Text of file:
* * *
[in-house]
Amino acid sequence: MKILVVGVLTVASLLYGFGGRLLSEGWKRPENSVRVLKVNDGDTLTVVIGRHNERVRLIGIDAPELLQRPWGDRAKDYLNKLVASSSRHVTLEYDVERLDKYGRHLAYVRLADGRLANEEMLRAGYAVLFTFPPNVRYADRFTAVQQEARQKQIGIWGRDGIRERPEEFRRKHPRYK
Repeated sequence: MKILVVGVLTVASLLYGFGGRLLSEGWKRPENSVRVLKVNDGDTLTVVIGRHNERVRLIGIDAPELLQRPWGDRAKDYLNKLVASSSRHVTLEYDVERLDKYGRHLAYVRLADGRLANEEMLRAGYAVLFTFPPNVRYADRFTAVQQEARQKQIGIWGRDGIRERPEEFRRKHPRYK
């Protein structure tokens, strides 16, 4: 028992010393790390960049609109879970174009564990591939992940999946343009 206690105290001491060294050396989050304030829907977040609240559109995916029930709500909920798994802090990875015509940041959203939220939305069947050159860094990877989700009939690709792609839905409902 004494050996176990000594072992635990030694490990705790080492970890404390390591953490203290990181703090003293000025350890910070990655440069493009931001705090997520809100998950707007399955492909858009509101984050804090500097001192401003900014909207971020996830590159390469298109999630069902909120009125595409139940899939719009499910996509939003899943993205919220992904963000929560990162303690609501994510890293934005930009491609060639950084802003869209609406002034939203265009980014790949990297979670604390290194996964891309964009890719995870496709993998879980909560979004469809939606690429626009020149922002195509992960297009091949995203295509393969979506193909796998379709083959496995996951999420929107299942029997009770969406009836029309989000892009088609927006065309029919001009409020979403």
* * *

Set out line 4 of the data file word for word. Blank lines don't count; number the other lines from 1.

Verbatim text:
């Protein structure tokens, strides 16, 4: 028992010393790390960049609109879970174009564990591939992940999946343009 206690105290001491060294050396989050304030829907977040609240559109995916029930709500909920798994802090990875015509940041959203939220939305069947050159860094990877989700009939690709792609839905409902 004494050996176990000594072992635990030694490990705790080492970890404390390591953490203290990181703090003293000025350890910070990655440069493009931001705090997520809100998950707007399955492909858009509101984050804090500097001192401003900014909207971020996830590159390469298109999630069902909120009125595409139940899939719009499910996509939003899943993205919220992904963000929560990162303690609501994510890293934005930009491609060639950084802003869209609406002034939203265009980014790949990297979670604390290194996964891309964009890719995870496709993998879980909560979004469809939606690429626009020149922002195509992960297009091949995203295509393969979506193909796998379709083959496995996951999420929107299942029997009770969406009836029309989000892009088609927006065309029919001009409020979403």